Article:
Rankin at National Portrait Gallery helps make its Late Tours a marketing successPosted on by Janet Awe
Last Friday evening, I passed the National Portrait Gallery on my way to the theatre and noticed lots of people buzzing around outside. Lots of fashionable, pretty young things. As I was 45 minutes early to meet my friends, I thought I’d pop in for a quick look and also pick up some info about the Photographic Portrait Prize the Gallery runs every year.
As I walked through the doors and was confronted by heaving crowds, I remembered the Gallery now opens late on Friday nights. But I couldn’t understand why the place was so busy. As well as all the young trendies, there were lots of people my age and above. And…er…wasn’t that a DJ I could hear in the background? Clearly, I was missing out on something exciting – the Gallery was rocking with energy and music!
I’d stumbled into ‘Snapped’, an exhibition celebrating the diversity of beauty. It’s the latest project from All Walks Beyond the Catwalk, the initiative by Caryn Franklin, Debra Bourne and Erin O Connor, designed to change the way the fashion industry sees and portrays women (and, presumably, men).
They’d worked with Rankin, the renowned fashion photographer, to create a series of portraits showcasing the Spring/Summer 2011 collections of designers such as Stella McCartney and Vivienne Westwood – but using more realistic and diverse models than you’d normally see on the catwalk or in the media. Ranging from 18 – 80 years old, the models were of varying body shapes, heights and ethnicities.
I applauded All Walks Beyond the Catwalk when I first heard about it, around a year ago. So I was delighted to have a chance to see this exhibition – albeit by accident! Each model looked stunning in her portrait. More to the point, they each just looked like a model. Not a black model, a short model, an old model. Just a model. A beautiful woman selling something. And selling it just as well as their skinny, younger, lighter-skinned counterparts. It’s an important message. Too many women and men suffer from unhealthy body images, aspiring to unrealistic, often airbrushed, figures.
Whilst the photographer and campaigner in me were undoubtedly impressed and fulfilled by Snapped on Friday night, it’s the marketer in me that was really blown away. I was struck by the National Gallery’s concept behind the whole evening and the way they’d pulled it all together.
Snapped was the first of the Gallery’s Late Shift Extra tours, designed to encourage visitors to explore the space, discover some of its amazing art and learn about some of its events. To this end, Rankin’s photographs weren’t displayed together. Instead, each model’s portrait, printed large on canvas-like paper giving it a paint-like sheen, was displayed on an easel and positioned somewhere around the Gallery amongst the more permanent and hung paintings dating back as far as the 15th Century. This encouraged visitors to walk around the whole Gallery, looking at everything whilst seeking out Rankin’s images. A simple but clever idea.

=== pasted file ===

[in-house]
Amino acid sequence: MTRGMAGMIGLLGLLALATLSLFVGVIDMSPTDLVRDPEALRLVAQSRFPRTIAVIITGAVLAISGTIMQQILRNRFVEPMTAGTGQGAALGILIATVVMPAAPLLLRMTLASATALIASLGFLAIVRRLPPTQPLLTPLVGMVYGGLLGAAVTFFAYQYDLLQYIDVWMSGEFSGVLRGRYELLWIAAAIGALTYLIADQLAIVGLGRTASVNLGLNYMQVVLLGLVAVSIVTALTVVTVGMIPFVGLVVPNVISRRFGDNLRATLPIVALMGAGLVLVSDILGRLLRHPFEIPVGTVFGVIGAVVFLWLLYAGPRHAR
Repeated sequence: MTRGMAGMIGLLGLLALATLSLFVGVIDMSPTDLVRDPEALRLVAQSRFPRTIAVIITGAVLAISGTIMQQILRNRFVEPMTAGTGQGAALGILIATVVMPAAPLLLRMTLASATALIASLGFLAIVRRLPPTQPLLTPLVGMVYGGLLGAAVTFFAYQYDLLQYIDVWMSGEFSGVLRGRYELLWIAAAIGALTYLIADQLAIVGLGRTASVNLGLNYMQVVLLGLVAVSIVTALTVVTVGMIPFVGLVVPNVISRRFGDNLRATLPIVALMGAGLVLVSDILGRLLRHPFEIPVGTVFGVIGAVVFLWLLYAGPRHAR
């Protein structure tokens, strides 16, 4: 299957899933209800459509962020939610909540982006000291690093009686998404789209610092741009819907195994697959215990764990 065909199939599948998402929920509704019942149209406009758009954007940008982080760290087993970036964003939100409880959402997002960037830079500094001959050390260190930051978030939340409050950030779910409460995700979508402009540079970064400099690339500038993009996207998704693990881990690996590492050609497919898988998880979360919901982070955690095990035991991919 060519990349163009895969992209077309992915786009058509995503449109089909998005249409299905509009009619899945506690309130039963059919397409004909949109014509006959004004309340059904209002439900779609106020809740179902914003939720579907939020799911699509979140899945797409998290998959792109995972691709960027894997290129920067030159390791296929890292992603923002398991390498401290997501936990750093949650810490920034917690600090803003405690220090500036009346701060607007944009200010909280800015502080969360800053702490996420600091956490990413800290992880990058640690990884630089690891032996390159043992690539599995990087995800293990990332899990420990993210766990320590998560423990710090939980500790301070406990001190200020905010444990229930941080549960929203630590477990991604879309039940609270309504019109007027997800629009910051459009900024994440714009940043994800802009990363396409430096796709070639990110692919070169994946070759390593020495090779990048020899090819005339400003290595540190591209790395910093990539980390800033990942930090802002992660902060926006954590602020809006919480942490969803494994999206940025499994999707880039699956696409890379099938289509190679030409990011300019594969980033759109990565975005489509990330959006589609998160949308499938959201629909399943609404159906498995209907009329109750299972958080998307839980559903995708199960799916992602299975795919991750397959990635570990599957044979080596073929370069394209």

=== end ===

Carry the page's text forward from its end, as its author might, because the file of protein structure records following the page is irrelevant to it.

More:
The overall effect was to embed a touch of edginess into the Gallery, rather than adding it consciously on the side. Introducing the Gallery to a new audience, whilst retaining its intrinsic core values and offer. This premise was set up well from the start. A pop-up bar in the ground floor foyer, overlooked by a female DJ on the first floor balcony, welcomed people as they entered, immediately removing any potential for stuffiness.
Crucially, neither looked out of place in the foyer’s white, light space. More subtly, the free Late Shift Tour (sic)/ All Walks Beyond the Catwalk booklet handed out didn’t just talk about the Rankin exhibition.
It also gave historical, cultural and fashion insights into some of the key portraits around the Gallery – from Queen Elizabeth I circa 1592, to the 1985 Queen Elizabeth II pop culture icon by Andy Warhol.
Finally, to complete the Gallery showcase, was a life drawing class taking place on the second floor, with a (fully-dressed) model standing on a huge table to pose for 15 or so students, with an amazing wall-length painting as her backdrop. Lots of bystanders, including myself, stood and watched intrigued. Brilliant.
Looking on the website the next day, I saw there’d also been model scouts – hence the prevalence of dressed up girls; a chaired debate about fashion and identity; and ‘soundscapes’ including commentary from Vivienne Westwood.
Whilst there, I heard at least one group of twenty-somethings remark that they’d never been to the Gallery before but that they thought it was amazing and would definitely go again. And they were referring to the entire space and collection, not just the Rankin element.
I was mentally congratulating the Gallery on a job well done, when I unexpectedly came across the portrait of Ayuba Suleiman Diallo. Kidnapped into slavery in 1731, he became recognised as a scholar and was cited by advocates for the abolition of slavery when ‘asserting the moral right and humanity of black people’. This is the earliest portrait of a freed slave and the first in which a slave was portrayed as an equal. I’d read about it recently, as the Gallery had been campaigning to keep it in the country due to its cultural significance. Seeing it first-hand and reading the description made me really comprehend its power and value and made me want to find out more about Ayuba Suleiman Diallo. It brought home the diversity and importance of the National Portrait Gallery.
From the Photographic Portrait Prize to the first freed slave; with Warhol’s Queen Elizabeth II and Rankin in between.
It’s amazing what you can do in 45 minutes!